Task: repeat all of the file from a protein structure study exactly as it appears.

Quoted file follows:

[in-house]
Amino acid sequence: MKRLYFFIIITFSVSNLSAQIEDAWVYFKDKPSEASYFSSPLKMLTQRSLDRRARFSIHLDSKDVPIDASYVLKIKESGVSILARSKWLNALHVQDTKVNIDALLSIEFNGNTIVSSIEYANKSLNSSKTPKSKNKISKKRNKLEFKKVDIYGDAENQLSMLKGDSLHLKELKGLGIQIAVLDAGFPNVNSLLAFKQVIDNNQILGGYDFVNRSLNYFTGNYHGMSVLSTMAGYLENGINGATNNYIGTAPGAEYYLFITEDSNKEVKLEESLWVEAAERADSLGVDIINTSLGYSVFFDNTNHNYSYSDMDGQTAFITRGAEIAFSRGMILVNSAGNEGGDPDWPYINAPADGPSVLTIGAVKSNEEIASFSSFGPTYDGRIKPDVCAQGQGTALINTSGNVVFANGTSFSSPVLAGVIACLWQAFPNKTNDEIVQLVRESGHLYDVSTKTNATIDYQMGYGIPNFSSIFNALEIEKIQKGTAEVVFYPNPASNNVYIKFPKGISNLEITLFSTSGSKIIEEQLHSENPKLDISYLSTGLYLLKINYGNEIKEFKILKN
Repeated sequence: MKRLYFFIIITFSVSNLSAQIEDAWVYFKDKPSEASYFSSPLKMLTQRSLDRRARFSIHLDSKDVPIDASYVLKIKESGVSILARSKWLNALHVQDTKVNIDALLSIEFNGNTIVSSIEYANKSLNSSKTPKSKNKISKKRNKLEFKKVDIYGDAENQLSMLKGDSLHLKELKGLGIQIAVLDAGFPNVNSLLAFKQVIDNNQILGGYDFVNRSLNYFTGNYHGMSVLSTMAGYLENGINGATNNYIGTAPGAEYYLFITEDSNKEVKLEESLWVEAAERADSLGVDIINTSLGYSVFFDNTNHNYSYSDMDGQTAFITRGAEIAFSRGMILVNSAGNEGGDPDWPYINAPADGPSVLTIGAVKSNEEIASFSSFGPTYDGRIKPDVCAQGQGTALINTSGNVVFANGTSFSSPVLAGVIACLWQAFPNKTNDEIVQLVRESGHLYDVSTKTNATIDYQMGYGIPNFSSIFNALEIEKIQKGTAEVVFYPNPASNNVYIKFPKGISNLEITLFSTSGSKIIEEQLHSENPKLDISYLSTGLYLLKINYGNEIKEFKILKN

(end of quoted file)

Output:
[in-house]
Amino acid sequence: MKRLYFFIIITFSVSNLSAQIEDAWVYFKDKPSEASYFSSPLKMLTQRSLDRRARFSIHLDSKDVPIDASYVLKIKESGVSILARSKWLNALHVQDTKVNIDALLSIEFNGNTIVSSIEYANKSLNSSKTPKSKNKISKKRNKLEFKKVDIYGDAENQLSMLKGDSLHLKELKGLGIQIAVLDAGFPNVNSLLAFKQVIDNNQILGGYDFVNRSLNYFTGNYHGMSVLSTMAGYLENGINGATNNYIGTAPGAEYYLFITEDSNKEVKLEESLWVEAAERADSLGVDIINTSLGYSVFFDNTNHNYSYSDMDGQTAFITRGAEIAFSRGMILVNSAGNEGGDPDWPYINAPADGPSVLTIGAVKSNEEIASFSSFGPTYDGRIKPDVCAQGQGTALINTSGNVVFANGTSFSSPVLAGVIACLWQAFPNKTNDEIVQLVRESGHLYDVSTKTNATIDYQMGYGIPNFSSIFNALEIEKIQKGTAEVVFYPNPASNNVYIKFPKGISNLEITLFSTSGSKIIEEQLHSENPKLDISYLSTGLYLLKINYGNEIKEFKILKN
Repeated sequence: MKRLYFFIIITFSVSNLSAQIEDAWVYFKDKPSEASYFSSPLKMLTQRSLDRRARFSIHLDSKDVPIDASYVLKIKESGVSILARSKWLNALHVQDTKVNIDALLSIEFNGNTIVSSIEYANKSLNSSKTPKSKNKISKKRNKLEFKKVDIYGDAENQLSMLKGDSLHLKELKGLGIQIAVLDAGFPNVNSLLAFKQVIDNNQILGGYDFVNRSLNYFTGNYHGMSVLSTMAGYLENGINGATNNYIGTAPGAEYYLFITEDSNKEVKLEESLWVEAAERADSLGVDIINTSLGYSVFFDNTNHNYSYSDMDGQTAFITRGAEIAFSRGMILVNSAGNEGGDPDWPYINAPADGPSVLTIGAVKSNEEIASFSSFGPTYDGRIKPDVCAQGQGTALINTSGNVVFANGTSFSSPVLAGVIACLWQAFPNKTNDEIVQLVRESGHLYDVSTKTNATIDYQMGYGIPNFSSIFNALEIEKIQKGTAEVVFYPNPASNNVYIKFPKGISNLEITLFSTSGSKIIEEQLHSENPKLDISYLSTGLYLLKINYGNEIKEFKILKN